Bad signings & woeful World Cup – Bayern Munich set for a season of Champions League anonymity

The Bavarians reached the semi-final of Europe’s biggest club competition last season but will find it difficult to repeat that feat this year

We are living in the golden age of transfer announcements.

Besiktas led the way with their ‘Come to Besiktas’ campaign before Alexis Sanchez announced his arrival at Manchester United by playing the piano. 

Roma’s English account went meta on the whole social media-led approach, with hilariously bad Photoshopped photos of new recruits arriving at the club.

German clubs, meanwhile, are known for their Twitter banter, provoking each other, and sometimes even players, with Bayer Leverkusen’s Bernd Leno joke annoying Arsenal goalkeeper Petr Cech this summer.

Bayern Munich’s English and U.S. platforms are among the biggest and most active football club accounts on Twitter, but despite their desire to outdo other clubs, had no real chance to get in on the transfer announcement action this summer.

There have been just three arrivals at Sabener Strasse in Munich, all of which were known before the end of the 2017-18 season.

Leon Goretzka had agreed a move from Schalke last January, while Serge Gnabry returned to Bayern after a season on loan at Hoffenheim. The biggest name through the doors was new head coach Niko Kovac, himself a former Bayern player, and the man tasked with taking over from legendary boss Jupp Heynckes.

Lack of signings aside, the summer of 2018 was one to forget for the Munich side. With a team made up largely of Bayern players, Germany were humiliated at the World Cup, while star striker Robert Lewandowski was impotent for Poland as they also were dumped out after the group stage.

Spain’s Thiago was a bit-part player in Russia and the same can be said of Corentin Tolisso, who lifted the trophy with France but started just two games at the tournament and played just 17 minutes of the final.

Furthermore, a lot of Bayern’s players did not even go to the World Cup.

Rafinha, Kingsley Coman, Renato Sanches and Javi Martinez were not part of their country’s final squads, David Alaba’s Austria failed to qualify and Sandro Wagner decided to retire from Germany after being omitted by Joachim Low.

Franck Ribery walked away from France four years ago, while Arjen Robben also called time on his international career after Netherlands failed to qualify.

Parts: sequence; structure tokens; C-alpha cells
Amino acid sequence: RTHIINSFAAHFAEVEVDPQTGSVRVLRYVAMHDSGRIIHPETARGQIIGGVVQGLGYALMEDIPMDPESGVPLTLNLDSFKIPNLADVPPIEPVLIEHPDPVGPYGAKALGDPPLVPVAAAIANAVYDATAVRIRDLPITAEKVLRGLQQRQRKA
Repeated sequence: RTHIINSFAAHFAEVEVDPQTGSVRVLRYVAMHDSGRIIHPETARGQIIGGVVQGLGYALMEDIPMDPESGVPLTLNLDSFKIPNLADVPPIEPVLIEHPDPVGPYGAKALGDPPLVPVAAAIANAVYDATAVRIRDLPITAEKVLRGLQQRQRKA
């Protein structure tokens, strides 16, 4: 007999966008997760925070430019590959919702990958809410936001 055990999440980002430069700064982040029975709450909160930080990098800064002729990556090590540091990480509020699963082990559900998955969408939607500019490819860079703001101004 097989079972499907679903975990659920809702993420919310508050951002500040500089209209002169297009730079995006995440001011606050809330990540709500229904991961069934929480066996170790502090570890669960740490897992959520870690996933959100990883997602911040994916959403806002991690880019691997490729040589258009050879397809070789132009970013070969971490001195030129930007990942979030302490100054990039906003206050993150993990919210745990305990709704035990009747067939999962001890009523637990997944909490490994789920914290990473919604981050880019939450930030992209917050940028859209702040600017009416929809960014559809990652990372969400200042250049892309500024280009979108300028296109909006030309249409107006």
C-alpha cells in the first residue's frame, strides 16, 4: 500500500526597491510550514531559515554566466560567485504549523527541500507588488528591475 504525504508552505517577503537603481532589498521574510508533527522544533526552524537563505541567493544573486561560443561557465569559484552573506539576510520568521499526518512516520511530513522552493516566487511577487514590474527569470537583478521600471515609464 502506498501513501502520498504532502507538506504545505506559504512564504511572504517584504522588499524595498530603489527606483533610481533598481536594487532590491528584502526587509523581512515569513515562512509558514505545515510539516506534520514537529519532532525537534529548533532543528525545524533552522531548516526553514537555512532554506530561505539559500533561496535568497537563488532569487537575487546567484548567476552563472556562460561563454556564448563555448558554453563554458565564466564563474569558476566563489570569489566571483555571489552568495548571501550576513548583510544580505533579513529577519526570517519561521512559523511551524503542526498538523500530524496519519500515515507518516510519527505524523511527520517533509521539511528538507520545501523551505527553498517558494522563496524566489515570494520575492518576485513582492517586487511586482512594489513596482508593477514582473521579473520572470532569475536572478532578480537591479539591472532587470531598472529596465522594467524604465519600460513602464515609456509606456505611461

Despite the terrible performances in Russia and the complete lack of new faces, Bayern stayed in the headlines for most of July and August.

Jerome Boateng angled for a transfer that does not look like it will materialise, Lewandowski stayed after a change of heart, Arturo Vidal left for Barcelona and Sebastian Rudy proved just one midfielder too many for new coach Kovac.

But bigger than those departure stories was the repeated criticism of Mesut Ozil by club chief Uli Hoeness.

The Arsenal attacker was scapegoated by the Bayern boss, who believes he used racism as an excuse to retire from Germany to disguise his poor performances for the national team.

Hoeness failed to see the irony in his own statements, as his media nonsense served to disguise the fact that Bayern had a terrible summer and will now struggle to match last season’s Champions League semi-final appearances.

Rather than building on reaching the last four in Europe, the Bavarians have decided to save their money this summer in the hope of making a marquee signing next year. Paulo Dybala and Antoine Griezmann are the names touted at the moment, but summer 2019 is a long way away and could come following a season of relative disappointment at the Allianz Arena.

Bayern won the Bundesliga last season by 21 points and should take the title again this year, but probably not as comfortably due to Borussia Dortmund strengthening by spending shrewdly in the transfer market and appointing the experienced Lucien Favre as coach.

It would be Bayern’s seventh league title in a row, something which is now taken as a given by the club’s fans, who demand the club compete for the treble every year, having tasted it in 2012-13 under Heynckes.

However, Bayern’s new coach has been quick to play down thoughts of a clean sweep in 2018-19.

“You are mentioning the word ‘treble’,” he mused. “But I want you to do some research on how many teams in history have managed to win the treble. I think this word is always mentioned too quickly.

“I want you to do some research. I already did. And if you do that, we will both say: That is insanely difficult.”

The additions of Goretzka and Gnabry weaken Schalke and Hoffenheim respectively, while the German Supercup win over Eintracht Frankfurt was a walk in the park, but Bayern will now find it difficult to compete outside of Germany, especially after a summer which has seen Juventus sign Ronaldo and PSG’s Kylian Mbappe truly come of age at the World Cup.

Liverpool and Manchester City will again compete for the Champions League, while Barcelona and Real Madrid will be joined by Atletico Madrid as Spain’s genuine European challengers.

It is now more difficult than ever to win Europe’s premium preize, but instead of strengthening, Bayern Munich have sat on their hands.

Their media team never got a chance to make any clever transfer announcement videos and now probably can spend their time preparing some social scripts for next April, when they are knocked out of the Champions League at the quarter-final stage.

If they even make it that far.

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